Everyday Feminism Online School
This U.S.-based educational platform provides trainings and classes that ranges from raising awareness on issues like white guilt and internalized whiteness to learning how to build an anti-racist organization and taking anti-racism work to the next level.
Trainings for Gender-diverse Youth
This Toronto-based group delivers workshops to create learning and unlearning spaces for young Black, Indigenous, and racialized women and gender-diverse youth. Their intersectional approach seeks to dismantle oppression and promote self-care.
Dismantling Anti-Black Racism in Schooling and Education
University of Toronto’s Centre for Integrative Anti-Racism Studies (CIARS) published a new resource booklet that features books, webinars, documentaries, and toolkits on the experiences of Black communities in Canada and the impact of anti-Black racism.
This national coalition of citizens and community groups seeks to address the rising anti-Asian racism and violence due to COVID-19. The network supports communities and members across Canada with advocacy materials and resources on its website.
Canadian Anti-Hate Network
The Canadian Anti-Hate Network seeks to expose and dismantle hate groups in Canada. Its website defines what a “hate group” is and how the public can monitor, contain, or document activities that promote bigotry, racism, and violence.
Canadian Race Relations Foundation
The Canadian Race Relations Foundation offers an anti-racism platform through videos, webinars, and research. In 2019, it released a ground-breaking study on race relations in Canada, to measure the attitudes and experiences of racialized and non-racialized people.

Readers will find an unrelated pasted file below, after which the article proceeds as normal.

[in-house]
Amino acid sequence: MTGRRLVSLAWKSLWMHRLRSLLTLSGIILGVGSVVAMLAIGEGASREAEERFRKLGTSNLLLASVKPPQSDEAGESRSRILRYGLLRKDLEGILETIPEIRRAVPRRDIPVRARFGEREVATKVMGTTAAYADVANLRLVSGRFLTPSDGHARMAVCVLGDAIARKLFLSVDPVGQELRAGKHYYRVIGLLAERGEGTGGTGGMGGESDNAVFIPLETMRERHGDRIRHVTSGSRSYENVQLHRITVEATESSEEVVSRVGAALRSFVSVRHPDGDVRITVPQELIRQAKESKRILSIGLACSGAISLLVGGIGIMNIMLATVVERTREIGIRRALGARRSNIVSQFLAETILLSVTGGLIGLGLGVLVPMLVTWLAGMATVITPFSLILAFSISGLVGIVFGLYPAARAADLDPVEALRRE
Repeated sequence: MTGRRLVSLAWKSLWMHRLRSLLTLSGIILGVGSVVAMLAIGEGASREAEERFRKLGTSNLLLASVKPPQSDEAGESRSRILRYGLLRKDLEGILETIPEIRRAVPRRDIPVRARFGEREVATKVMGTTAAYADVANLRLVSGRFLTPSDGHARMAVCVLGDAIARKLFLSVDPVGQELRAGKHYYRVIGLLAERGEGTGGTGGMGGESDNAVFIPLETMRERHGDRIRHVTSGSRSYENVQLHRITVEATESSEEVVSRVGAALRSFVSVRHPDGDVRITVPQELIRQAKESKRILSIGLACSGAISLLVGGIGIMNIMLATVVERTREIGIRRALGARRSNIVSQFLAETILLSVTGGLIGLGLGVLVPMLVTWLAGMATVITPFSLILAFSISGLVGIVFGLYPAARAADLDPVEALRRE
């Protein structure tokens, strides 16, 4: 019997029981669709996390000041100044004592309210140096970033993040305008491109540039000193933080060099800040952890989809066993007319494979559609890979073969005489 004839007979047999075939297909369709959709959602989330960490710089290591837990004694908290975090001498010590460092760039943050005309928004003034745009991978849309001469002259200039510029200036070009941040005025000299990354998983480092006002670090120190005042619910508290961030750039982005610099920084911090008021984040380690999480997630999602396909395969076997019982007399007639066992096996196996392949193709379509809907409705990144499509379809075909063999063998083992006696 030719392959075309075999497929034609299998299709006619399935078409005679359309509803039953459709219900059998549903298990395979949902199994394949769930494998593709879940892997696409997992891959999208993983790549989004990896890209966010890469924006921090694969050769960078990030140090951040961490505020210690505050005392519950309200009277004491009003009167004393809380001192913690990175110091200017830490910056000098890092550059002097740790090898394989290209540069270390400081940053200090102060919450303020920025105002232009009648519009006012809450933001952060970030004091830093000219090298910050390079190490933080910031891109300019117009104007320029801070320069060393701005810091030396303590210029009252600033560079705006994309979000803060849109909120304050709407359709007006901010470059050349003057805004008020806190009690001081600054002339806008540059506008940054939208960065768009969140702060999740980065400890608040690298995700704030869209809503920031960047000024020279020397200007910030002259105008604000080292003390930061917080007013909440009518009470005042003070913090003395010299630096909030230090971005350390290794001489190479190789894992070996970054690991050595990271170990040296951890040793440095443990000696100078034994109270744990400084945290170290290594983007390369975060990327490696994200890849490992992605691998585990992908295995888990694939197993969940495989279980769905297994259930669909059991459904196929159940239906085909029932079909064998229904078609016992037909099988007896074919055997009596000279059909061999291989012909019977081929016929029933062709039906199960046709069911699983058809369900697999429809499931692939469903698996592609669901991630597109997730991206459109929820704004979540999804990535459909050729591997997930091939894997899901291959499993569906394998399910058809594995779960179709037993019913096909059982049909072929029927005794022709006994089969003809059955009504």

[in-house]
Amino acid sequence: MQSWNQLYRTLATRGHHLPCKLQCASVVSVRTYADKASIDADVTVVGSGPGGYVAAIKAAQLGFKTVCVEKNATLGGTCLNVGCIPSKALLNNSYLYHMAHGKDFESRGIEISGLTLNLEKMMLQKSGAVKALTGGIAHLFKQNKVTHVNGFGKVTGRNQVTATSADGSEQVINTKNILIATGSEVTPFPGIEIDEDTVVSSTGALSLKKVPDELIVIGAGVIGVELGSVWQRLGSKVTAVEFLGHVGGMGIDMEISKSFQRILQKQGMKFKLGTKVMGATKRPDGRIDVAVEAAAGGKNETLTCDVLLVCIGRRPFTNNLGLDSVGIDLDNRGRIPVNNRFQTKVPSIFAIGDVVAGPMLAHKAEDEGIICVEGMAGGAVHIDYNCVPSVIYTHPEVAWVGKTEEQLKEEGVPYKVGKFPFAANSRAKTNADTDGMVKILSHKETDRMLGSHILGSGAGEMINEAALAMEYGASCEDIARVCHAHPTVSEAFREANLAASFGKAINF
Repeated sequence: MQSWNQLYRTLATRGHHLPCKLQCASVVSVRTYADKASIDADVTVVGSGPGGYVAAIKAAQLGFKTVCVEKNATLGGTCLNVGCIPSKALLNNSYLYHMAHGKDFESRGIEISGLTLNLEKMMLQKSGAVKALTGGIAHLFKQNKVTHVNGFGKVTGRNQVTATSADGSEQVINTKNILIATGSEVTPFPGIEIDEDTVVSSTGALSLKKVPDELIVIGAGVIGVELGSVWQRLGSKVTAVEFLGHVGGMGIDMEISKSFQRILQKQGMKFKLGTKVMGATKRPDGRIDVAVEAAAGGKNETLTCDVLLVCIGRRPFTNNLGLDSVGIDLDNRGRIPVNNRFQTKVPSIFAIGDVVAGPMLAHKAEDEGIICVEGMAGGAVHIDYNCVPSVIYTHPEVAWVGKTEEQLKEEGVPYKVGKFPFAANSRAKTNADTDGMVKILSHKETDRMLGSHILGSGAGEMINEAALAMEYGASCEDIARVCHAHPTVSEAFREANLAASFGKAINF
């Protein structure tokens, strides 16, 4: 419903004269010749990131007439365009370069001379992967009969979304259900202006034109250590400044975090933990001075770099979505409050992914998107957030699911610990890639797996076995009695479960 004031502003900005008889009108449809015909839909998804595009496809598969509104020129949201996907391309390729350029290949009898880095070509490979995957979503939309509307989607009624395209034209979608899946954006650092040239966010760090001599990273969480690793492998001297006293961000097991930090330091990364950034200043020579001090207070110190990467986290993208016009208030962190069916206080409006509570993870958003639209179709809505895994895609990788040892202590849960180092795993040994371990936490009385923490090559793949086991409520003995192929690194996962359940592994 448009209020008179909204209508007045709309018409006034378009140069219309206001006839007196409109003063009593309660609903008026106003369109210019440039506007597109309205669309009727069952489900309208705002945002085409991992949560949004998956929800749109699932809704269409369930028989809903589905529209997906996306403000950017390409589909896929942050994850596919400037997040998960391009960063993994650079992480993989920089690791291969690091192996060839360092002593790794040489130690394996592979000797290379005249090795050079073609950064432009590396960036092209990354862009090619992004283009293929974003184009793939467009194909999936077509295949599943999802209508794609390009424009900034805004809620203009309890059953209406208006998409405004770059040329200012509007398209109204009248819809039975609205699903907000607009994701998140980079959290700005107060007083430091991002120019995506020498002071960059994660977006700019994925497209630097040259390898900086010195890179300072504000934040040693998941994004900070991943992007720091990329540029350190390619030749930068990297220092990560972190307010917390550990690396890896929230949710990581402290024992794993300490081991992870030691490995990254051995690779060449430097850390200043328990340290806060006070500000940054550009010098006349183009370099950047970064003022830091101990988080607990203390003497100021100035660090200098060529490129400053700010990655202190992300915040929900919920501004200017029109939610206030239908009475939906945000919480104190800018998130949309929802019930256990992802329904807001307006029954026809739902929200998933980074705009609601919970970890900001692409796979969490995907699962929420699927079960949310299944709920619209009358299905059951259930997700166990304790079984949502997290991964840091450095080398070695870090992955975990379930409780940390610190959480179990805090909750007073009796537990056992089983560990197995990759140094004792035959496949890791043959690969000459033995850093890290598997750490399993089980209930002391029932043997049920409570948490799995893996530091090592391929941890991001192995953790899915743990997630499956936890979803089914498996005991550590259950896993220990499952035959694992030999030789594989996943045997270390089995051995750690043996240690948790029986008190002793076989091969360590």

Centre for Diversity and Innovation
The Centre for Diversity and Innovation, the inspiration of the North Shore Multicultural Society and supported by the North Shore Immigrant Inclusion Partnership, features resources devoted to dismantling racism, including anti-Black racism and COVID-19 related racism. Its reading lists offer support for people experiencing racism, definitions of terms related to anti-racism, and key strategies in building inclusive spaces. The centre also offers DEI workshops.
Hogan Alley Society
The organization provides a collection of anti-Black racism resources specific to the Canadian context. The site also provides a way to get involved in their Metro Vancouver Regional District Black Experience Project, which maps out the experiences, contributions, and challenges of people of African descent in Metro Vancouver.
I Dream Library
This website offers educational tools promoting 2SLGBTQQIA+ IBPOC representation in classrooms and libraries. It features readings lists for kids in pre-kindergarten and Grades 8+, including social justice and sexual orientation and gender identity (SOGI) booklists, and other educator and peer-led learning resources.